The European Commission is reportedly planning, in collaboration with other authorities, for its financial watchdog group to be able to monitor illegal transactions in cryptocurrency firms.
A group of European Union member states, led by Germany, which includes the Netherlands, Spain, Austria, Italy and Luxembourg, are planning to bring crypto firms under the purview of an anti-money laundering group — allegedly the European Commission’s Office to Combat with money laundering was first proposed in July 2021. The group will reportedly begin operations in 2024 and be “fully operational” by 2026.
An EU diplomat is reported to have said that the inclusion of cryptocurrency companies on the agenda of the anti-money laundering watchdog was intended to provide clearer coverage of cryptocurrency transactions in line with EU rules relating to financial services. The news outlet reported that the unnamed official wanted the group to focus on high-risk cross-border transactions carried out by cryptocurrency service providers, as well as banks and other financial institutions. However, the proposed structure has not yet been discussed by EU member states.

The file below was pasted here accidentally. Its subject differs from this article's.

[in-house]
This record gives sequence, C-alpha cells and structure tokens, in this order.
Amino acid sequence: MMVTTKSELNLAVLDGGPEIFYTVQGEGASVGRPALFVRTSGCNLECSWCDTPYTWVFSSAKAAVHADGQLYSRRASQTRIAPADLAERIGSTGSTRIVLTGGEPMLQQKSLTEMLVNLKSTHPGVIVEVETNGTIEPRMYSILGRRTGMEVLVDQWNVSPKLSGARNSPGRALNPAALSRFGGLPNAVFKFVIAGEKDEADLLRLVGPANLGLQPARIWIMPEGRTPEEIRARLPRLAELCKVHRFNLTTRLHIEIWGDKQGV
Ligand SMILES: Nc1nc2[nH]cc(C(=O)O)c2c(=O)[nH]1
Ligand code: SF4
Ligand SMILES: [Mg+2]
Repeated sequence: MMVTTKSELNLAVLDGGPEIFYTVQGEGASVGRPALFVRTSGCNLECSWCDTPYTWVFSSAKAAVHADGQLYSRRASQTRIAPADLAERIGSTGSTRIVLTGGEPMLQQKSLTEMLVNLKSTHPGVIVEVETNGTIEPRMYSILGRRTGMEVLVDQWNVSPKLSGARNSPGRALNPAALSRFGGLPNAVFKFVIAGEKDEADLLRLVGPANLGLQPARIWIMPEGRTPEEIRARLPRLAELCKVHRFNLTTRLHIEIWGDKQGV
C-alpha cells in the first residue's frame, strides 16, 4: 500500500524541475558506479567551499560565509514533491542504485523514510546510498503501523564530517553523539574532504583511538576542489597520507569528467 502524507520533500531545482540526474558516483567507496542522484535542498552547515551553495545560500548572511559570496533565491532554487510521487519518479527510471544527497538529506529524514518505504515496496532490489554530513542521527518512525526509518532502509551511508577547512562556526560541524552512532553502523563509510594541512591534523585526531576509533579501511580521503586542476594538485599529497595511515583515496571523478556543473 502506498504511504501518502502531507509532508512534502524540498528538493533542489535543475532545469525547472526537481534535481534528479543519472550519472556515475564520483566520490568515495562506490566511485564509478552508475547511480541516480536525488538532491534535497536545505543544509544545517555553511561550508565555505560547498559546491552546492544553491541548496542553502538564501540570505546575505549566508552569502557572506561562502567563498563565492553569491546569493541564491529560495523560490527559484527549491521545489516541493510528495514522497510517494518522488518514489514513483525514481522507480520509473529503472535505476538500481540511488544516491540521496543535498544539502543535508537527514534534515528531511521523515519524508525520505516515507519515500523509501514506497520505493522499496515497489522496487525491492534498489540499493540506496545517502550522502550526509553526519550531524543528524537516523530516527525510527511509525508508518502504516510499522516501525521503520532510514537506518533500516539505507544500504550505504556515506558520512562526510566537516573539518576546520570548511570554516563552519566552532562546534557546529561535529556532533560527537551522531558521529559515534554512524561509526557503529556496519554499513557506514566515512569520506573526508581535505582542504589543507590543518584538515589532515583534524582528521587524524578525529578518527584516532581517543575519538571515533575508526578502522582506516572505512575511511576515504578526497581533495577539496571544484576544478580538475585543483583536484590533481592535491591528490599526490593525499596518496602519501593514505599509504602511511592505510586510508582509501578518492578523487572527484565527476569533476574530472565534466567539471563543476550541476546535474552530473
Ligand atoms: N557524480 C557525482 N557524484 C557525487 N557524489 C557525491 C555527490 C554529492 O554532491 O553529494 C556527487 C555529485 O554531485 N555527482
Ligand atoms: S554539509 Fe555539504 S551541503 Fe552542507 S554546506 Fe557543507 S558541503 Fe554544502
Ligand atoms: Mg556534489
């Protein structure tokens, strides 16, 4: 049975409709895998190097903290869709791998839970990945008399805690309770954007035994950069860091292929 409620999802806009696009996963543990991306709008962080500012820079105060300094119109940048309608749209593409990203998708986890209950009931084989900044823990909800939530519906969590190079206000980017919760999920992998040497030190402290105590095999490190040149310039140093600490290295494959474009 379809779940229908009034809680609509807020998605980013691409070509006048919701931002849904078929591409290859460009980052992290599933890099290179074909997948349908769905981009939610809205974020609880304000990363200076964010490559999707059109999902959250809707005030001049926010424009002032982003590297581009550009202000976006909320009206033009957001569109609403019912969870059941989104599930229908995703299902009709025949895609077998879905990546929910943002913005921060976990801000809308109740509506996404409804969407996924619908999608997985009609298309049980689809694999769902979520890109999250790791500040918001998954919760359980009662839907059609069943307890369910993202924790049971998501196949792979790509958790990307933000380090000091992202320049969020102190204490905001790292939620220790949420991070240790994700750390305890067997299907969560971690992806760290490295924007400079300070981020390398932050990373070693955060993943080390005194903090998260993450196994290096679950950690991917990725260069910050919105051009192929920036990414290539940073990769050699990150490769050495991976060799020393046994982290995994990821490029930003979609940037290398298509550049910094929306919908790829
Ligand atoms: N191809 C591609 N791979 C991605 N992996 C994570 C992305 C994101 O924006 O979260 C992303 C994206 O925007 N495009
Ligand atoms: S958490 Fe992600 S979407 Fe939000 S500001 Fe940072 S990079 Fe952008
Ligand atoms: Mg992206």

“It is very important that the scope of the new EU powers explicitly include crypto assets, given that this is one of the areas most prone to money laundering,” said Luis Garicano, a member of the European Parliament.
La Ley de Servicios Digitales protegerá los consumidores europeos, pero la UE sigue rezagada en las transformación digital. Necesitamos más inversión en innovación y un sistema universitario a la altura de EEUU y Asia. Mi discurso en pleno pic.twitter.com/yZ0bYqcRD6 — Luis Garicano (@lugaricano) January 21, 2022
If adopted, the Anti-Money Laundering Supervisory Authority will be one of the first regulatory authorities empowered to control money laundering in large regions of Europe. A January Chainalysis report showed that individuals laundered $8.6 billion worth of cryptocurrencies in 2021, up 25% from 2020.
Related: New EU proposal aims to tighten rules for sending cryptocurrencies
In the United States, Deputy U.S. Attorney General Lisa Monaco announced on February 17 that the Federal Bureau of Investigation will form a “specialized cryptocurrency group” called the “Virtual Asset Exploitation Division” to potentially track and confiscate illegally used funds. The creation of the team comes more than four months after the launch of the Department of Justice’s National Anti-Cryptocurrency Team, led by former Deputy Attorney General, Senior Advisor Eun Young Choi.